In the October 2019 issue of WCO News Magazine put out by the World Customs Organisation (WCO), an interesting article popped up with the title “WCO Data Model: understanding the WCO’s key data harmonisation and standardisation tool for cross-border regulatory processes.” It explains the pivotal role the WCO Data Model (DM) plays in streamlining cross-border trade. By no accident, the WCO DM is the data model we use for CAS, our zero-touch customs compliance software, along with the Union Customs Code (UCC).
Some of the common challenges relating to various customs and border clearance processes include data redundancy, poor structure and definition, and fragmented or excessive requirements. The WCO DM was developed to overcome these challenges. It is a compilation of clearly structured, harmonised, standardised, and reusable sets of data definitions and electronic messages. The WCO DM has become a global standard, organised to simplify complex data requirements.
By developing CAS in accordance with the WCO global standard we are able to give our customers a distinct advantage: they can use one single data model to support customs declarations in multiple countries; using different customs processes, e.g., import, export, transit; and for various customs flows, e.g., release into free circulation, entry into bonded warehouse. That means CAS customers can scale up flows to accommodate additional countries without changing a thing.
How the WCO DM Standard Works
The WCO DM is made up of subsets called Information Packages which are linked to a particular policy/legal requirement and business process. The different Information Packages include the cargo declaration, goods declaration, conveyance reporting, licences/permits, and certificates, and guide users in selecting the subset they need to satisfy the specific regulatory procedure required.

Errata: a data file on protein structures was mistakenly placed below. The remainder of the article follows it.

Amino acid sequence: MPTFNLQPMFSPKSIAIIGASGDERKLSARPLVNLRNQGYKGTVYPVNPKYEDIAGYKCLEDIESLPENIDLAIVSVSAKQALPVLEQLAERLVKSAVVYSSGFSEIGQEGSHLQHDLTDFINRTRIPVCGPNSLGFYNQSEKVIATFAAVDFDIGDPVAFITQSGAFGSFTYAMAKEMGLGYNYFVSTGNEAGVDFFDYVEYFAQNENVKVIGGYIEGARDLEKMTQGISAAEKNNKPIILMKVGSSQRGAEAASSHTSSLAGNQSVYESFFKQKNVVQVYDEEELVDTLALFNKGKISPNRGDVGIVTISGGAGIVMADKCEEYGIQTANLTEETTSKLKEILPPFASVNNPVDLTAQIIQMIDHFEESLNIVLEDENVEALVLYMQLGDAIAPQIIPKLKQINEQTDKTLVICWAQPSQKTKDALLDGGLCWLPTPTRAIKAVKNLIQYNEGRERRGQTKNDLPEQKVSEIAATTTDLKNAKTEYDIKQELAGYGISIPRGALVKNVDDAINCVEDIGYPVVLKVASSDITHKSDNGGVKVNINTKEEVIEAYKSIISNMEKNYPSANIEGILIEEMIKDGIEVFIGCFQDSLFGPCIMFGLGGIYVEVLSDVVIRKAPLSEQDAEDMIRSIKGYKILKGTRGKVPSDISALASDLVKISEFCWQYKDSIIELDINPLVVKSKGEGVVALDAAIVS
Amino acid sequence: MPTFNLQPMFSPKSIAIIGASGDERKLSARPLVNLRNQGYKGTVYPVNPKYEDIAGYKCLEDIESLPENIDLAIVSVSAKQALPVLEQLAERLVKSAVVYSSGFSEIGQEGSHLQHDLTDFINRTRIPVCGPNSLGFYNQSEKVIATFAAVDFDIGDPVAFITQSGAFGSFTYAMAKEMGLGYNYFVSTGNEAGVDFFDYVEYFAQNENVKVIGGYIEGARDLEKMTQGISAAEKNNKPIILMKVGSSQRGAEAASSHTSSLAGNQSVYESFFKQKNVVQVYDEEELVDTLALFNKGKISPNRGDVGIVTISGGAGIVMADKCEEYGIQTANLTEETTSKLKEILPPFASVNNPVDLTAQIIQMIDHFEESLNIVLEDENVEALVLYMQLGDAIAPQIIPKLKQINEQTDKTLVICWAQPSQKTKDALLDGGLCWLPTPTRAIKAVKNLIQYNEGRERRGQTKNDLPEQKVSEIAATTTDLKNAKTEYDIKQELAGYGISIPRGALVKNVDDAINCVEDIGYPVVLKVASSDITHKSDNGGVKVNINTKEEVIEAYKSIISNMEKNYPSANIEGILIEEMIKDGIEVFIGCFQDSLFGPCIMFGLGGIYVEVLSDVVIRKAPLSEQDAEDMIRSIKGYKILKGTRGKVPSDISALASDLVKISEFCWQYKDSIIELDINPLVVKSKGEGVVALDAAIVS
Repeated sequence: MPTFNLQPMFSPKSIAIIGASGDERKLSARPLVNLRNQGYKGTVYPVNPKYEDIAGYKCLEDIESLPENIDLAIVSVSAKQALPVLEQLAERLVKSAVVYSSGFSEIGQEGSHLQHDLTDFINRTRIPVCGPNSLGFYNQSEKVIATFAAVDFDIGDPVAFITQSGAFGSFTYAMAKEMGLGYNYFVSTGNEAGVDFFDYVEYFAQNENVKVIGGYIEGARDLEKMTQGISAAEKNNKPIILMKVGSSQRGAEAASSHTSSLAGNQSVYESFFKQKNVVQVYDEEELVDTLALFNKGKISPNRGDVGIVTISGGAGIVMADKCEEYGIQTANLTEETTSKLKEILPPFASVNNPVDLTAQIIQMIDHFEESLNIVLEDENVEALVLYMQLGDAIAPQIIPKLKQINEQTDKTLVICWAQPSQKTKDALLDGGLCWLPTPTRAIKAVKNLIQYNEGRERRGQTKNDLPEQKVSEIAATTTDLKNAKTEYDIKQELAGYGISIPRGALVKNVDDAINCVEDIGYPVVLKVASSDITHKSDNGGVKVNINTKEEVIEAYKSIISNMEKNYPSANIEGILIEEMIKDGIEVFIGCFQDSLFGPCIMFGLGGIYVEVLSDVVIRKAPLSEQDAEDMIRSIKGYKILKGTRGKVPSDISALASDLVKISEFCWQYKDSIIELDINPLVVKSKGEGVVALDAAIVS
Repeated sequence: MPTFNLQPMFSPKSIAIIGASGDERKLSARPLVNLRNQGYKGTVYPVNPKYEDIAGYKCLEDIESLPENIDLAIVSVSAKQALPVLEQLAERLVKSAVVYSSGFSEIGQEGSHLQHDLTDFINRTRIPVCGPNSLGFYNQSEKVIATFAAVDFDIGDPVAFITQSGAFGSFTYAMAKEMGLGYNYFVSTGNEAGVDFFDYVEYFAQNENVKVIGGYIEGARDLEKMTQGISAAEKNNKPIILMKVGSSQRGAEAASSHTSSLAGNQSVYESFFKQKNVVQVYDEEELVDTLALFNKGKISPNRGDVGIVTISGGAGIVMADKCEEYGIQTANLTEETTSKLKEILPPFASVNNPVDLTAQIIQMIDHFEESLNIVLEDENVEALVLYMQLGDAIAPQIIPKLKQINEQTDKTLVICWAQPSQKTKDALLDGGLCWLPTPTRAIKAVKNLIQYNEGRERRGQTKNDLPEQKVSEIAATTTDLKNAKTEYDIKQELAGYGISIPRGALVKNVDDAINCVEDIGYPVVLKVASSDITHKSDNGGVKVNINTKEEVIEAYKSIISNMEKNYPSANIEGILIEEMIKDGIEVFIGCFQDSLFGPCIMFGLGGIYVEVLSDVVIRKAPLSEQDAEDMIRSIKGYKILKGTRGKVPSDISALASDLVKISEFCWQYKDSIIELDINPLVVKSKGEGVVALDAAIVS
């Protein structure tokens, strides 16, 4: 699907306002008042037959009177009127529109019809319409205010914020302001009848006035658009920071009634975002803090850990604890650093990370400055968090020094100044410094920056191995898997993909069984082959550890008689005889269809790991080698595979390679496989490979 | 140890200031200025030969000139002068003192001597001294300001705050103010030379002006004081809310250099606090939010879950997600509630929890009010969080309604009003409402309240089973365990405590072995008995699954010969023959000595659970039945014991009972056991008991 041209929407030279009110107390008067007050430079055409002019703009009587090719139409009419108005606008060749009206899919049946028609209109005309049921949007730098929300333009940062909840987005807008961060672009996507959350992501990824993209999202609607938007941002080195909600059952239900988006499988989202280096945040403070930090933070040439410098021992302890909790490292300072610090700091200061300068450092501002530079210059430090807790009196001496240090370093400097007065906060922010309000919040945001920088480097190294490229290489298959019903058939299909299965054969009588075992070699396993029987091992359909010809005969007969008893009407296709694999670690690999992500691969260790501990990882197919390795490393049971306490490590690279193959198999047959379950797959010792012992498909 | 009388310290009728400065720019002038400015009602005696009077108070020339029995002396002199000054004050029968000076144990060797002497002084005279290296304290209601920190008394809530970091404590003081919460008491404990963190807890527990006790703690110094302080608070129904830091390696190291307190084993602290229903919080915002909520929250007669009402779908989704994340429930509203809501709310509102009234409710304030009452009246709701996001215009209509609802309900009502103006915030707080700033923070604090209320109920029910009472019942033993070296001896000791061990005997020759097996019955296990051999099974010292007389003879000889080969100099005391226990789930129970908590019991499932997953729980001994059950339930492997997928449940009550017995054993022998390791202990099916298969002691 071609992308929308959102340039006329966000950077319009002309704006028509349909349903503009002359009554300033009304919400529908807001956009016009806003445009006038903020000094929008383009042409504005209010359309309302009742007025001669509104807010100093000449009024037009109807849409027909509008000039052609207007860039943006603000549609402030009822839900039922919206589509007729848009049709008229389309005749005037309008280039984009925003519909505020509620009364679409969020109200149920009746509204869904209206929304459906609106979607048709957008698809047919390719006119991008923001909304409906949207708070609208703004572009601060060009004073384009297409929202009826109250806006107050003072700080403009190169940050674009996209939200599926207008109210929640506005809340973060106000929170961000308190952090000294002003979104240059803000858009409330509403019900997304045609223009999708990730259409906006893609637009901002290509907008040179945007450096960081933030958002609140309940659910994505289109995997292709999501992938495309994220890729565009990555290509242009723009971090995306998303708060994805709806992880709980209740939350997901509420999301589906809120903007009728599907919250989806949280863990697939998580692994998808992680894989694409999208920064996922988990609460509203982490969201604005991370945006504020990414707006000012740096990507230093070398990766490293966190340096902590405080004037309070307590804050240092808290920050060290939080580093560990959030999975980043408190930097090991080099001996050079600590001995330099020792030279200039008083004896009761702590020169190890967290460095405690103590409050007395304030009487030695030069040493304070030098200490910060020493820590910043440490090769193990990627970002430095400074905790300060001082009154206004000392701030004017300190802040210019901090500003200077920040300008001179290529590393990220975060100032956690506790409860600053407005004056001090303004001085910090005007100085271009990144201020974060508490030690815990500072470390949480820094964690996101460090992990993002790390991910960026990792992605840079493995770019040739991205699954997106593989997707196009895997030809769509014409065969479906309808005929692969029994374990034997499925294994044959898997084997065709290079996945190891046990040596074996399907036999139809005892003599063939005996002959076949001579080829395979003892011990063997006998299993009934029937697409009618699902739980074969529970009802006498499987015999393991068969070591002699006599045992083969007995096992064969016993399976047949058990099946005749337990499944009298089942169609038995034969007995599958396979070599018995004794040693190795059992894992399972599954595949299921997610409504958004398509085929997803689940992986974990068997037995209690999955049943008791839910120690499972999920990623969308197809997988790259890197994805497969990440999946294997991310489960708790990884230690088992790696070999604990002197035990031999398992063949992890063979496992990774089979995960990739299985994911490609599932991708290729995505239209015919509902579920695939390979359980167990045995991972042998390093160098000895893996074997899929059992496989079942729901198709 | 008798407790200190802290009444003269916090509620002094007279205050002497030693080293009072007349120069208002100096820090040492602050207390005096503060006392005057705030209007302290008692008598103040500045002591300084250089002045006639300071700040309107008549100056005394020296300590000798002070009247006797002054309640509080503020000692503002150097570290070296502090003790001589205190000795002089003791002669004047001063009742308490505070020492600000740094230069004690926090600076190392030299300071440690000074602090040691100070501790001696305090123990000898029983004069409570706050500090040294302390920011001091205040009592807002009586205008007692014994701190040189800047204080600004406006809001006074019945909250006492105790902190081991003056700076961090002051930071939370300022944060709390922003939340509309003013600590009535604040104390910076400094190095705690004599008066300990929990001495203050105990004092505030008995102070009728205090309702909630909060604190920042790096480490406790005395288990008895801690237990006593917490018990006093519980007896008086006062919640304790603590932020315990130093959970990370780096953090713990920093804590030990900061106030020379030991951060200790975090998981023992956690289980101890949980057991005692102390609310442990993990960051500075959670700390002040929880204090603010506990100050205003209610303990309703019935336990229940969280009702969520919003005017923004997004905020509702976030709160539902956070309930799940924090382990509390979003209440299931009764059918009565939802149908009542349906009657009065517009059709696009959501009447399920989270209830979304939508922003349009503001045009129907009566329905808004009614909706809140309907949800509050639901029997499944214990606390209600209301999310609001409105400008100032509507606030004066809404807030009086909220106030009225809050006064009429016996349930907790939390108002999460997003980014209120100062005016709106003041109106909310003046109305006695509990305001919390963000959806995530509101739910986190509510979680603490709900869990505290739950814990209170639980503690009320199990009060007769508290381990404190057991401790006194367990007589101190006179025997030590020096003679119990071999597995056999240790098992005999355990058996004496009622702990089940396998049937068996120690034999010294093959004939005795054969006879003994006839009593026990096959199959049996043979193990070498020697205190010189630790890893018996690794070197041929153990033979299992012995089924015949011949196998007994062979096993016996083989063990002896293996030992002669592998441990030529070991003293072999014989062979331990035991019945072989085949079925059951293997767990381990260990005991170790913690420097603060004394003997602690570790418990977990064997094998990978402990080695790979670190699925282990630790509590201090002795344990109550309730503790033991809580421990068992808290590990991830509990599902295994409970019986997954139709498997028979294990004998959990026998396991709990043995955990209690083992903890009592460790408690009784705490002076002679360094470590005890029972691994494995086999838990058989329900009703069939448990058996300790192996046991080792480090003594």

Currently, the WCO DM contains 727 data elements that support different data requirements for various customs and border regulatory processes and systems and is continually updated to meet new and emerging requirements.
The WCO body responsible for managing an instrument/tool on a specific topic determines the data elements based on policy imperatives and business needs. Afterwards, those data elements are mapped to the WCO DM or a subset thereof to help translate the policy dataset into a technical standard that enables seamless data exchange. The WCO regularly examines and evaluates data requirements for new and existing business processes.
The WCO DM does not stand in isolation, and it should be seen in the context of a specific business process such as import, export, transit, e-certification, and e-commerce. To support customs managers in the use of the WCO DM, specific e-learning courses have been developed.
Curious to see how CAS utilizes the WCO Data Model to overcome customs challenges? Watch our demo video and discover it for yourself!